I was lucky enough to set up the exhibit in a beautiful auditorium. The space was amazing! We had great lighting and students could see the art well. Jennifer Ogden is the K-12 Art teacher at Victor and is one of our exhibiting artists in this year's show. I was fortunate to hear from Jennifer about her work and what inspires her. Jennifer talked about her piece, "Becoming the Fox." She told the students that the piece actually has another collage that goes alongside it. The second collage is of a hedgehog. "There's an old Greek saying and story about the fox and the hedgehog, does anyone know it?" Jennifer went on to describe how the fox is cunning, sneaky, and has many ways to defend itself. The opposite is the hedgehog. The hedgehog knows one thing and it knows it well. It rolls into a tight ball causing all of its spines to point outward. Jennifer often thinks about herself and asks others, "Are you a hedgehog or a fox?" "Sometimes we can be both", Jennifer went on to say that one isn't necessarily better than the other, they both can be effective strategies. In "Becoming the Fox" Jennifer created a collage of her son wearing a fox mask. She told the students that her son is graduating college this year and while he was in school, he changed his mind a lot. "He is more of a fox and I think my daughter plays it safe like a hedgehog." Jennifer then brought out more examples of her work and described to the students her process and other inspiration. Overall, it was a great day and it was interesting to hear from Jennifer about her work in her local community!
Boulder Elementary- Boulder, MT
The first part of our presentation was spent looking at the artwork on display. Students had questions about multiple pieces of art. The last piece we talked about was Daniel Biehl’s untitled etching print of a root morphed with a human leg. I told the students that it was untitled and wondered if we could come up with a meaning. Students talked about how the root could mean strength. One student said, “it’s about holding on to what you believe in and not letting the wind blow you over.” After we looked at the exhibit, I turned the presentation over to our visiting Helena artist Bonnie Lambert. Bonnie brought in large prints of her photographs. She explained how she paints on her large scale photo prints and collages found material to them. Her series was inspired by her favorite photographer, Lee Friedlander. She said that Friedlander used to take selfies before selfies were a thing. She mentioned that there is a self-portrait of Friedlander in the hospital with chaotic medical cords running all around him. “I did the same thing by photographing the forest floor. Then, I added even more chaos by painting more lines.” Students asked questions about the plants she found and what else she likes to photograph. At the end of the presentations, the 4-6 graders took turns looking at her large prints.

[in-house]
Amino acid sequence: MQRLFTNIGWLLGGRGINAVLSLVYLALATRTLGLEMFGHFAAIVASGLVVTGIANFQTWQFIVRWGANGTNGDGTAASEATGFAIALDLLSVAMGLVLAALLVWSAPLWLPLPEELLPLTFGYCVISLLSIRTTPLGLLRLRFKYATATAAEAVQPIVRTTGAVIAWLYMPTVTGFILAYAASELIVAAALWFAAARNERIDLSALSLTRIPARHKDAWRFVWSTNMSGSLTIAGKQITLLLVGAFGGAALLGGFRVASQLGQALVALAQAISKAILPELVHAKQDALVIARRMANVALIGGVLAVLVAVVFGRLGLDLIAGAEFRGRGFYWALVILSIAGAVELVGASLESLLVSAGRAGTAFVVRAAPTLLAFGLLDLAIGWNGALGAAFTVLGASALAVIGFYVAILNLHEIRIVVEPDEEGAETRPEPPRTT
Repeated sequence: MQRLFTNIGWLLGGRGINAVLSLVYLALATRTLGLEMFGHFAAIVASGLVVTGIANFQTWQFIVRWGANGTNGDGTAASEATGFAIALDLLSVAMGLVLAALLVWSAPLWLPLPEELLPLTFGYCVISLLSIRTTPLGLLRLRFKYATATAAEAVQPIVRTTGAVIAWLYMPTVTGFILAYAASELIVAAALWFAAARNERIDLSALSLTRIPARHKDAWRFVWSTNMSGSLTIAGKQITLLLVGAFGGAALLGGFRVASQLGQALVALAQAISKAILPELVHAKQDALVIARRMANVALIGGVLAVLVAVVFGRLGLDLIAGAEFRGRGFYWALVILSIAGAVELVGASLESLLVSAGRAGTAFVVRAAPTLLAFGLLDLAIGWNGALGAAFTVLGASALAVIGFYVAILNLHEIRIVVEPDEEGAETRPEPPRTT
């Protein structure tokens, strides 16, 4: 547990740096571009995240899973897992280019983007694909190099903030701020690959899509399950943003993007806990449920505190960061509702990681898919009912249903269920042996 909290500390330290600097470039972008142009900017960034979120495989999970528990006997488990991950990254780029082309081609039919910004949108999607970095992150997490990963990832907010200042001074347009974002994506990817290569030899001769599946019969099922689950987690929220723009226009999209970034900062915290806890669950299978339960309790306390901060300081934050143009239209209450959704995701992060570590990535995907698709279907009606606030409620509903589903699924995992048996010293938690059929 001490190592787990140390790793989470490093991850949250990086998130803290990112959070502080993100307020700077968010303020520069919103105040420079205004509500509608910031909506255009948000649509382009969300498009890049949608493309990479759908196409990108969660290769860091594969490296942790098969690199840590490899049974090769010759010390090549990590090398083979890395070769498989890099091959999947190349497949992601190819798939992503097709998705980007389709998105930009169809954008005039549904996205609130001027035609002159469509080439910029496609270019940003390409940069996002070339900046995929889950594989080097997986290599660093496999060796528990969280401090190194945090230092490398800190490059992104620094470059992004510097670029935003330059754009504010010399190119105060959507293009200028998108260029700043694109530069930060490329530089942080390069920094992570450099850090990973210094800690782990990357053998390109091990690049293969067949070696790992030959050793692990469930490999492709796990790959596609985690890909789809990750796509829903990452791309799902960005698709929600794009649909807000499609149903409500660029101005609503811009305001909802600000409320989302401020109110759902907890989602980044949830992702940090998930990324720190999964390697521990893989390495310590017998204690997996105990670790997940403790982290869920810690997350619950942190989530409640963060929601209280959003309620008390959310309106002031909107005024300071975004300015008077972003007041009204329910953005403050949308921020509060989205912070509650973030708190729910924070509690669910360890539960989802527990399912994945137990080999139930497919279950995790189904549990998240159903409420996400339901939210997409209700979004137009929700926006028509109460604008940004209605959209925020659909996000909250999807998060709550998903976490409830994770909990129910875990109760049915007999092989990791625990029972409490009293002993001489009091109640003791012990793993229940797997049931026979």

We ended the day with more art lessons. Our last lesson was with the 5th grade class. We made found poems with illustrations. The principal, Maria Pace, Joined in with the class and made her own found poem. Students enjoyed the activity. At the end of the day, the janitor, AMM board member Bob Worthy, and I packed the van and I was on my way.
Story about taking Speaking Volumes, Transforming Hate to the elementary audience, by Anna Paige